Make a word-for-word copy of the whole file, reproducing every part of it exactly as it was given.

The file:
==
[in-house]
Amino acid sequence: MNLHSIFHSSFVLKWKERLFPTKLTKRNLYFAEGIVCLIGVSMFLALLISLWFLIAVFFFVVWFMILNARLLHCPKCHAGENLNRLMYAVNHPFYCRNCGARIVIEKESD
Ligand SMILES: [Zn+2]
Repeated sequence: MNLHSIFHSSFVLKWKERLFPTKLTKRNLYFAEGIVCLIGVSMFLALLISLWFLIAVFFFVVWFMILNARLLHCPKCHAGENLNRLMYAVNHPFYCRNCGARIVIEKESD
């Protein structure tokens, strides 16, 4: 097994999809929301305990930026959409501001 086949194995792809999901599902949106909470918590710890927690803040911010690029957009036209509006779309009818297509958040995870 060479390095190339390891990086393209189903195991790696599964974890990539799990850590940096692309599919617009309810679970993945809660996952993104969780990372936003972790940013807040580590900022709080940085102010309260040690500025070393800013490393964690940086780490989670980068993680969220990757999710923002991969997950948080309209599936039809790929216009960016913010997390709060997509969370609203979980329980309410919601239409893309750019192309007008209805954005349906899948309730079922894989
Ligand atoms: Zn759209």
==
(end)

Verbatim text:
[in-house]
Amino acid sequence: MNLHSIFHSSFVLKWKERLFPTKLTKRNLYFAEGIVCLIGVSMFLALLISLWFLIAVFFFVVWFMILNARLLHCPKCHAGENLNRLMYAVNHPFYCRNCGARIVIEKESD
Ligand SMILES: [Zn+2]
Repeated sequence: MNLHSIFHSSFVLKWKERLFPTKLTKRNLYFAEGIVCLIGVSMFLALLISLWFLIAVFFFVVWFMILNARLLHCPKCHAGENLNRLMYAVNHPFYCRNCGARIVIEKESD
């Protein structure tokens, strides 16, 4: 097994999809929301305990930026959409501001 086949194995792809999901599902949106909470918590710890927690803040911010690029957009036209509006779309009818297509958040995870 060479390095190339390891990086393209189903195991790696599964974890990539799990850590940096692309599919617009309810679970993945809660996952993104969780990372936003972790940013807040580590900022709080940085102010309260040690500025070393800013490393964690940086780490989670980068993680969220990757999710923002991969997950948080309209599936039809790929216009960016913010997390709060997509969370609203979980329980309410919601239409893309750019192309007008209805954005349906899948309730079922894989
Ligand atoms: Zn759209």